Integrals are not infinite sums

I realized a mistake I’ve had today while sitting in my local analysis class. Realized is generous, rather it was pointed out to me.

I’d generally thought of integrals such as \int_a^b f(x) dx as sums of f(x) where the index ranged over [a,b]. Clearly I had never thought very hard about this. If you add up every value of f(x) and it’s not zero a lot your sum will diverge. The integral is different because of the measure it uses (I’m assuming a Lesbesgue measure on R). The measure for the uncountable sum is the counting measure on the set [a,b] in which every singleton has measure one, versus Lebesgue which gives measure zero to such a set.

We can certainly write something like

\sum_{\alpha\in A} f(\alpha)=\int_A f(\alpha) d\mu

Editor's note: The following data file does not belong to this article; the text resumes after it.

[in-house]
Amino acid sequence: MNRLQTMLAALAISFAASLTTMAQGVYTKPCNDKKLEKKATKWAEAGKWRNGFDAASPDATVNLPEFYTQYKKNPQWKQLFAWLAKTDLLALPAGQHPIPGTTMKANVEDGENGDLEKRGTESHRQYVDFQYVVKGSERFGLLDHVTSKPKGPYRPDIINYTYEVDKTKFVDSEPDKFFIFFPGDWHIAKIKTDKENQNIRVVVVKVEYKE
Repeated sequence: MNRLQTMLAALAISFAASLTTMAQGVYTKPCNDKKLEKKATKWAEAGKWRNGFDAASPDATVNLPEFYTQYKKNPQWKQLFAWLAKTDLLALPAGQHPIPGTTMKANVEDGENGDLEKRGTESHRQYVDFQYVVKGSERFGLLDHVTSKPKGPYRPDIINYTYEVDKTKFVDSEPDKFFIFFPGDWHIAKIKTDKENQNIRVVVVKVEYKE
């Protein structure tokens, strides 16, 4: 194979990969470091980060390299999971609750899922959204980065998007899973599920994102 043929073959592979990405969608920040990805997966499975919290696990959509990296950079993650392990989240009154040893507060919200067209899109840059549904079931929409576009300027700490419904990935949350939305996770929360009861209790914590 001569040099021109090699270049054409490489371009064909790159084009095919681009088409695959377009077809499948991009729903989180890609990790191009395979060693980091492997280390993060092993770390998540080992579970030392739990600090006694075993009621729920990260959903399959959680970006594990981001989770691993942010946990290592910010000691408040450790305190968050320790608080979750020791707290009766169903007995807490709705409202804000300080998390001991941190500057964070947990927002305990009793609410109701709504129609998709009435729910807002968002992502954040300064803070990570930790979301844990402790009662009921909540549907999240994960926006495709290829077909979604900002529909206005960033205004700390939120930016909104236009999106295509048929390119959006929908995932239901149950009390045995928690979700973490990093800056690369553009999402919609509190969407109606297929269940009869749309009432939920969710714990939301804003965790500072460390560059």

where \mu is the counting measure, but we can’t think of it as the Lebesgue measure. Which means I think it’s about time that I look into the Stieltjes integral and see how to understand the spectrum of an operator that has both discrete and continuous spectrum. Next post perhaps.


About because0fbeauty

Fascinated by the way mathematics and physics interact, captivated by visual and tactile mathematics and hoping to become a better expositor of these things is why I blog...occasionally...when I remember.
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